How to Choose the Perfect Gift for a Woman
Men often purposefully avoid the decision of what to give as a gift to a woman. In trying to determine what gift will be appreciated by the recipient, I use tricks to elicit clues that I think are undetected, but I know the reality is that the reverse can happen. The hints from the female can be subtle and cryptic and often disguised in general conversation so it is hard to be sure that you are picking up on the right message.
The problem is listening and deciphering the messaging. A word of warning about relying on ‘hints’. Be aware that when women say that they need a new ironing board or washing machine or something to clean the grout in the tiles with, this is not a gift hint. When making your gift decision, try to keep in mind that other women will ask your wife what you gave her for her special occasion. Do not let her answer be, “a vacuum cleaner”. You don’t want to be that pitiful guy, okay.
On the other hand, it can be argued that it is even worse that you should need to ask outright, “So dear, what do you want for your birthday?” Do you know so little about the love of your life that you don’t know what she would like? In fact, with this sort of direct questioning, you could be digging a hole for yourself and entering a situation that is difficult to reverse, specifically if she responds, “Surprise me darling”.
The terror that accompanies the necessity of buying a gift for the special woman in your life, or any woman for that matter, is palpable. The palms sweat, the throat dries, and we get that horrible stomach knot that precedes disaster, particularly in the department store when the sales lady asks, “What’s her favourite colour?” or even more loaded, “What size is she?”
So many things can go wrong when buying a personal gift for a woman, especially a woman you may not know that well. Flowers? How were you to know that there were pink carnations on her beloved grandmother’s funeral casket? Chocolates? Is she diabetic, on a diet or allergic to nuts and dairy? Fragrance? Jewellery? Homewares? These are all a matter of individual taste, so prepare for disappointment. Anything with a size is also fraught with risk. Make sure you keep the receipt handy for that Valentine’s Day lingerie gift because there is a fair chance that it could be returned.
I don’t know how many times since we launched our first Mainie collection of Aboriginal art silk scarves that I have said, “I wish these were around when I was working in Japan.” A Mainie scarf is truly the perfect gift for an almost infinite number of reasons - uniquely Australian, beautiful, luxurious, designed to last a lifetime, lightweight, economical to post and easy to pack in carry-on luggage, appropriate for any occasion, not too personal to give to another man’s wife, no wrong sizes, it will always fit, and the most compelling reason of all, a scarf is the ultimate in timeless and practical fashion. It is a versatile and useful adornment that will be happily worn year after year.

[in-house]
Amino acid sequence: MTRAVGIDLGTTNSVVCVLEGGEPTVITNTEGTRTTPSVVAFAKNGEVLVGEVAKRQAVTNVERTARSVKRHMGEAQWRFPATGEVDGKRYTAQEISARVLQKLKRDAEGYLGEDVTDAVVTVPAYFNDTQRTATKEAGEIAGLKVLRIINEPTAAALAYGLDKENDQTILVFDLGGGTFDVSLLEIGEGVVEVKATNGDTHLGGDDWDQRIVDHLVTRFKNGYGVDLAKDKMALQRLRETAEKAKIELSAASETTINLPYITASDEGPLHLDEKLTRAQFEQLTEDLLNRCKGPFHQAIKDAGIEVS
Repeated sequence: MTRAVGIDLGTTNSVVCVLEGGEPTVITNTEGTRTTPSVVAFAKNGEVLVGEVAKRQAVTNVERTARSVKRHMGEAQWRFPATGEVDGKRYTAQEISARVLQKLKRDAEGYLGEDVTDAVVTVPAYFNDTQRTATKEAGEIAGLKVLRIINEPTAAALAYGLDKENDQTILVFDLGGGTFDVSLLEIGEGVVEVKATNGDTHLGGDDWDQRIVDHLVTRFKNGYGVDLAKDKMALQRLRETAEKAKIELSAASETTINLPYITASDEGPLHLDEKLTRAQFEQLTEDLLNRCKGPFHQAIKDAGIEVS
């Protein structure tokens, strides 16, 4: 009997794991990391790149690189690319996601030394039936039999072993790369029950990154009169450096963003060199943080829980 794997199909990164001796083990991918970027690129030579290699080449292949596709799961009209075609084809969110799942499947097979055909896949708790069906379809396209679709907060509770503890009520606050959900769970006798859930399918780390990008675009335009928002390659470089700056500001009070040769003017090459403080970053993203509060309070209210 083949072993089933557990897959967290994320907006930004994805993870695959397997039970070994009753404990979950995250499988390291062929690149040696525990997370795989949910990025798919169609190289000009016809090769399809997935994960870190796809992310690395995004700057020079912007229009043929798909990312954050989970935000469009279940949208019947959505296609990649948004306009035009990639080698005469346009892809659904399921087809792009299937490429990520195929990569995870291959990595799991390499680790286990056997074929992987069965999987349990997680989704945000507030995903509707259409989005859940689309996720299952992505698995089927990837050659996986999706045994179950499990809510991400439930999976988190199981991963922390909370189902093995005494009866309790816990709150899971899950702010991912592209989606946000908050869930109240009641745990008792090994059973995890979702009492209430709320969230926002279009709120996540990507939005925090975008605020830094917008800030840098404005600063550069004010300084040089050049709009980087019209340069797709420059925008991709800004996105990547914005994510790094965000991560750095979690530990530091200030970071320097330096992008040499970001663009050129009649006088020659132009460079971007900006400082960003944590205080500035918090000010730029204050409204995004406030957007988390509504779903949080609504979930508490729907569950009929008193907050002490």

For many years, I held a senior management position for a global company that was Japanese based and owned. The company was transitioning from an Asian based stronghold in the industrial control systems market into the lucrative northern hemisphere, as well as some major projects in the Middle East and Africa.
I was seconded to the Tokyo based division that managed international contracting and tenders because most tenders were written in English and I had been technically trained in Japan with these new and innovative systems. I was based in Sydney at the time. These arrangements meant that I travelled a lot to Tokyo to enter the “bid team” that was set up for major tender processes.
I have been an unashamed admirer of Japanese culture. The foundations of this culture were, and I believe still are, a genuine sense of honour and respect with tradition at the core. The gift giving was ritual and therefore was treated as a measure of your respect and sense of worth - not just for the gift recipient but mainly by the gift provider. The practice of the gift culture was vital so the gift itself was central to this respect process.
The tradition was that on my arrival to the bid meeting in Tokyo, I publicly presented my gift to my Japanese counterpart who was the industry expert or manager. For instance, if we were tendering for a power station system, my counterpart would be our company’s global expert on power generation. He was important and respected accordingly. His gift was the easy part – a bottle of good scotch whiskey would always be gratefully received. But to complicate the whole process in demonstrating my worth to the bid team, I then had to give him a gift for a woman in his life, most commonly his wife, whom I had never met. Wine or a box of chocolate coated macadamia nuts – maybe, but what if she didn’t drink or had dietary requirements? Personal gifts like fragrance, cosmetics or bath and body products were not appropriate. These were far too intimate to give to another man’s wife. Similarly, the giving of jewellery. This could offend.
So, enter me - the world’s dork at gift giving – usually bearing some nondescript token offering like a piece of pottery, a scented candle, or the crummiest of possible choices, a tea towel. Many times, I think I “lost face” with my colleagues in the bid team because I failed at gift giving miserably and often. In Japan when you lose face, you are ranked accordingly in the team. I have no doubt that for my unimaginative efforts in gift giving to my colleagues’ wives, I permanently occupied the lowest position in the team.
If only Mainie had been around then. I would have been king. A stunning Aboriginal designed, handmade silk scarf - the perfect Australian gift – meaningful, ethical, guaranteed to please and beautifully boxed ready for giving. If only.
Posted by Denis Keeffe